BIND 9 and how a security issue demonstrates quality.
Jan 23rd, 2014
Recently ISC issued a security warning (CVE-2014-0591) for several BIND versions.
The issue was that BIND 9 detects wrong data while working on NSEC3 records, and because the data is wrong, it opts to terminate itself instead of working with the wrong data (which could expose more serious security issues, esp. when handling DNSSEC data).
Shane Kerr of ISC described this behavior of BIND in the blog post "BIND 9′s Security Record": "The manner in which BIND 9 reacts to software bugs is to terminate. While unpleasant for administrators, the idea is to avoid the system running in an invalid state and causing more damage."
ISC's Michael McNally gave some background information on the security issue on the BIND users mailing list. The security issue has been caused by a change in the fundamental operating system library, the "libc". The implementation of the memcpy function has been changed in a recent update of the glibc library used on Linux systems. This change of implementation has triggered the bug to become visible. So far, the same bug has not been seen on other operating systems, or with other libc implementations. However, that does not mean that these systems are safe, just that the security issue does not show (but might still be there).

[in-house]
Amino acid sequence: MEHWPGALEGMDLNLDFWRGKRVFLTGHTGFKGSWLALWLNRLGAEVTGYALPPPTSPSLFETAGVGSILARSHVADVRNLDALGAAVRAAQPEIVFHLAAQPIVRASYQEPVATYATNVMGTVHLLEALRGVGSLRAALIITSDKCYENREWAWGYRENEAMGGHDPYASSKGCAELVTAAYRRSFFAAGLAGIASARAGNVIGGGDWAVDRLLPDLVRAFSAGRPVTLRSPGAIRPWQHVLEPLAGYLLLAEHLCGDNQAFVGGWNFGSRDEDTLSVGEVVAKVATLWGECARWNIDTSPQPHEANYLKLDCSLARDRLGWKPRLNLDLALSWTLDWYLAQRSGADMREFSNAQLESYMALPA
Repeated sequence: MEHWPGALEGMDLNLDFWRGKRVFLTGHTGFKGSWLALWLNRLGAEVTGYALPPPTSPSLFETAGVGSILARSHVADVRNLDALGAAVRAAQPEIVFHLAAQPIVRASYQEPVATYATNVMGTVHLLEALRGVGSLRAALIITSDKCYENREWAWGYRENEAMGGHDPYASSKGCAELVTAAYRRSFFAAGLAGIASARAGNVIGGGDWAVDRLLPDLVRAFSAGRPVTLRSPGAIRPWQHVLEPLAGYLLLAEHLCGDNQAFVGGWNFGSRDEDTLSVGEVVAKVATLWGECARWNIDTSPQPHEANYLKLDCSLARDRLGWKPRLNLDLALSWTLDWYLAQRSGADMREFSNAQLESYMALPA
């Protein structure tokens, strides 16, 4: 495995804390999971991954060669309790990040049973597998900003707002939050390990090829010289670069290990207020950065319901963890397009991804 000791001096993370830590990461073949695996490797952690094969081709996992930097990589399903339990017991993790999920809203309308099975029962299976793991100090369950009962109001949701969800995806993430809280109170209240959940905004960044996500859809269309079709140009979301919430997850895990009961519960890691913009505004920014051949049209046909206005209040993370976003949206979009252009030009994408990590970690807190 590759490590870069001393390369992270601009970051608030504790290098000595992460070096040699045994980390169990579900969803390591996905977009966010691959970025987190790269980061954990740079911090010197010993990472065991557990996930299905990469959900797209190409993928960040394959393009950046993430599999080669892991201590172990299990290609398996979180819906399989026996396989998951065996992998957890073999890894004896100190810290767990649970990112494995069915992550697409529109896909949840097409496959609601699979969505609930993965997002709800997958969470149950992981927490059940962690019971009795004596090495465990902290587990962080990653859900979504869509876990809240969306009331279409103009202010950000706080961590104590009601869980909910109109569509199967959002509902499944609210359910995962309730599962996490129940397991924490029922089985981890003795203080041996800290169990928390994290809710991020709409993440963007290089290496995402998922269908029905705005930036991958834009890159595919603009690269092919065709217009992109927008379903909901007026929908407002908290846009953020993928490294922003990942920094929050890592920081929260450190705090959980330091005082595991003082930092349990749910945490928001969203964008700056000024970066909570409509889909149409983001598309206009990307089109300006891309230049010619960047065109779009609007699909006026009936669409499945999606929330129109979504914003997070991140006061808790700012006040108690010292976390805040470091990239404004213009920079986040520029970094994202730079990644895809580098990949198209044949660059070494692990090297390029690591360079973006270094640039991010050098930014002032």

I'm happy about how BIND 9 handles this issue (terminating instead of ignoring the issue). This way the administrator notices (one hopes) and updates to a fixed version of BIND 9 and as binary installer packages for RedHat, Debian and Solaris from Men&Mice.
What scares me is all the other software out there (open source or commercial) that might be affected by this bug, but does not have the security net that BIND 9 has.
There could be similar security issues lurking in other software products. Stay vigilant! Monitor your servers.
As developers, we should scan our code for this error pattern (memcpy vs. memmove).